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Complex Image Print Jobs - Memory Upgrade Questions

Posted on 2006-06-16
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Last Modified: 2008-01-09
We use 10 Brother HL-5170DN network-connected printers.  The printers come standard with 32MB memory.

Complex images are frequently only partially printed (or not printed at all).  It was suggested that we upgrade the memory in the printers to cope with these images.

We have purchased 128MB upgrades, bringing the total memory in the printers to 160MB.  The printers do report 160MB as being installed.

The printer includes a configuration option called ‘Page Protect’.  This is set to the default of ‘Auto’.  Other options include Letter, Legal and A4.  Selecting A4 instead of Auto for this option results in the same problem described below.

The only other printer setting that sounds memory related is Input Buffer.  The default is ‘3’.  I’ve tried setting it to the maximum of ‘15’.  There is no indication of the unit of measure for ‘3’ and ‘15’.  The problem persists.

Both PCL (5e) and PostScript 3 printer drivers are provided by Brother.

In the PCL printer driver, there is an option under Advanced settings called Printer Memory.  This is a drop-down list with a maximum value of 36MB.  I have set it to the maximum value – the problem persists.

In the PostScript printer driver there is an option under Advanced Settings, Font Substitution Table, called Available PostScript memory.  This defaults to 5029KB.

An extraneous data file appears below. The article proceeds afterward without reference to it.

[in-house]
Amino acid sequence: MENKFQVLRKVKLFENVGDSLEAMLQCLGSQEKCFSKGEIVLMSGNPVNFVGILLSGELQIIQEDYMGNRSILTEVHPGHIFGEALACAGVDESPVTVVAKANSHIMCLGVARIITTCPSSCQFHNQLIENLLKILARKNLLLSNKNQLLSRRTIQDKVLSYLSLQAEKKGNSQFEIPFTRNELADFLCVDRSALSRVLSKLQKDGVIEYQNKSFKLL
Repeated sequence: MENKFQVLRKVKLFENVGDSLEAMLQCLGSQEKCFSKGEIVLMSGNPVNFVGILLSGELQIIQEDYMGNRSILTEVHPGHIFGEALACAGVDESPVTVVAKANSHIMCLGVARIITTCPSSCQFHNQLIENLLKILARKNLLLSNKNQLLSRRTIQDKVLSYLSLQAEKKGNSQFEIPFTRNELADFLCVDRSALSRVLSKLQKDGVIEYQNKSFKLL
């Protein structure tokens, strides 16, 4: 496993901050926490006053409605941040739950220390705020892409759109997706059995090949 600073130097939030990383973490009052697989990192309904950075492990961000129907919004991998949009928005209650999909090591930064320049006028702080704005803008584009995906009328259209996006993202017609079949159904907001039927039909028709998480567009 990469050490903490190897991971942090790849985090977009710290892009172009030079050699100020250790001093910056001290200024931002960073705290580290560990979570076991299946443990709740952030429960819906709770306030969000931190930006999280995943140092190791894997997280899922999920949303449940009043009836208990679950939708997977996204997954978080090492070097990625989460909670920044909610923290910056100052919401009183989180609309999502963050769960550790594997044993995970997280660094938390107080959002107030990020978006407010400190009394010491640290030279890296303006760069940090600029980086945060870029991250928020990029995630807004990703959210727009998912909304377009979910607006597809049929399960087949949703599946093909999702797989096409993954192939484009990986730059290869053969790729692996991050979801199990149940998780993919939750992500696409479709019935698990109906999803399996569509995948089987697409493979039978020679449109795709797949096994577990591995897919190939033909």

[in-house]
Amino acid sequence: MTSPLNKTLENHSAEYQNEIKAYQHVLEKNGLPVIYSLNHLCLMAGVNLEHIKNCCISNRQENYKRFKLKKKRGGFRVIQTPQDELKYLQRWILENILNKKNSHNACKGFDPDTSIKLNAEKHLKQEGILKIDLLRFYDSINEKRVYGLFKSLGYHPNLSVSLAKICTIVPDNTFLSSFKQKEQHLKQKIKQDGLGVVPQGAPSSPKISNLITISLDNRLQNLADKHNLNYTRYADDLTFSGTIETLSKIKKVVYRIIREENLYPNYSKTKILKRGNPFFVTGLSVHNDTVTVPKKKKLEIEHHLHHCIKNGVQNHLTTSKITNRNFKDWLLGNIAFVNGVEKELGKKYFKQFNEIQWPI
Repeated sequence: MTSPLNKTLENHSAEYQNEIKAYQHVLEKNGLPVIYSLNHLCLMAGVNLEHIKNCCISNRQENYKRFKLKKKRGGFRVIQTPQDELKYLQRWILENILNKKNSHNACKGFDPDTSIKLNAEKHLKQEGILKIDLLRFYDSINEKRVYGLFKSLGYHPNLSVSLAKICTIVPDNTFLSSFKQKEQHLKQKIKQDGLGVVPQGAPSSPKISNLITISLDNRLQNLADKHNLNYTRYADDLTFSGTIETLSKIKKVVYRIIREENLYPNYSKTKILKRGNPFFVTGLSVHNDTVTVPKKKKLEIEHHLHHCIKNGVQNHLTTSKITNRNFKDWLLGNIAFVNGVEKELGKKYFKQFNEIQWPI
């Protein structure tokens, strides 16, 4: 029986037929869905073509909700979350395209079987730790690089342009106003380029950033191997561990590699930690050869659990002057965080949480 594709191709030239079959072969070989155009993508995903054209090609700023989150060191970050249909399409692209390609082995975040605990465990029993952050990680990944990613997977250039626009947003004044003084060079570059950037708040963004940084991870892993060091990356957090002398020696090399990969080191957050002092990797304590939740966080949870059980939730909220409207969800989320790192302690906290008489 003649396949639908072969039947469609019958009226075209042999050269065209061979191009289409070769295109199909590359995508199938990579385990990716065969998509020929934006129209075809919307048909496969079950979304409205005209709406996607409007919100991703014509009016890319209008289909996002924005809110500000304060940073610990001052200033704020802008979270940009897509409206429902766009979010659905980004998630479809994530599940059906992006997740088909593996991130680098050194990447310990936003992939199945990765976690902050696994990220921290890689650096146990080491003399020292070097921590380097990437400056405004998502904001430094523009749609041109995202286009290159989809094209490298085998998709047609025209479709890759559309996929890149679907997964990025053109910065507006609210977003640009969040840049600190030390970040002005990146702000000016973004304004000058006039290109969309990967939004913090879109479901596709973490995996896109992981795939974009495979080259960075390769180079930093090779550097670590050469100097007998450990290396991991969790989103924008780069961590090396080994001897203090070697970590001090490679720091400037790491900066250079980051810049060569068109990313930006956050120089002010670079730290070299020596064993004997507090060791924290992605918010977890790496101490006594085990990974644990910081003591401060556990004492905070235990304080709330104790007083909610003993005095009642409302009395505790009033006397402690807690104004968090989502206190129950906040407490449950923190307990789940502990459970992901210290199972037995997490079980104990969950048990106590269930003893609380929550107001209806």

There is no mention in any of the Brother documentation about this value.  Our problem doesn’t strike me as being ‘font substitution table’ related.

PROBLEM: Print jobs containing complex images sent to the printer cause the status light to flash (as if the printer were processing the job) but without generating any printout, the status light returns to normal (solid green).

Can anyone offer insight into what might actually fix our problem?  Have we wasted a fair bit of money to buy upgrades that are not going to fix our problems?
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Question by:Robert Hall
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Expert Comment

by:thoffman
ID: 16925441
Have you seen these partial prints from a bunch of different applications or just one or two? If it's just an app or two, which app(s) is it?

Also, check the network firmware (http://global.solutions.brother.com/hl5170dn_all/en_us/download/network_firm.html) and make sure you have the latest. I'd try this on a single printer first. That way, if it's not the problem, you won't waste time on the other 9 printers.

Some other things to try:

1) Disable "Use Reprint" under "Job Spooling"
2) Lower the resolution to 300 dpi, just to see if it prints.

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Author Comment

by:Robert Hall
ID: 16925573
The problems tend to be with Acrobat Reader (6 and 7).  These are scanned drawings and floor plans.

I have confirmed we are running the latest version of firmware (1.50).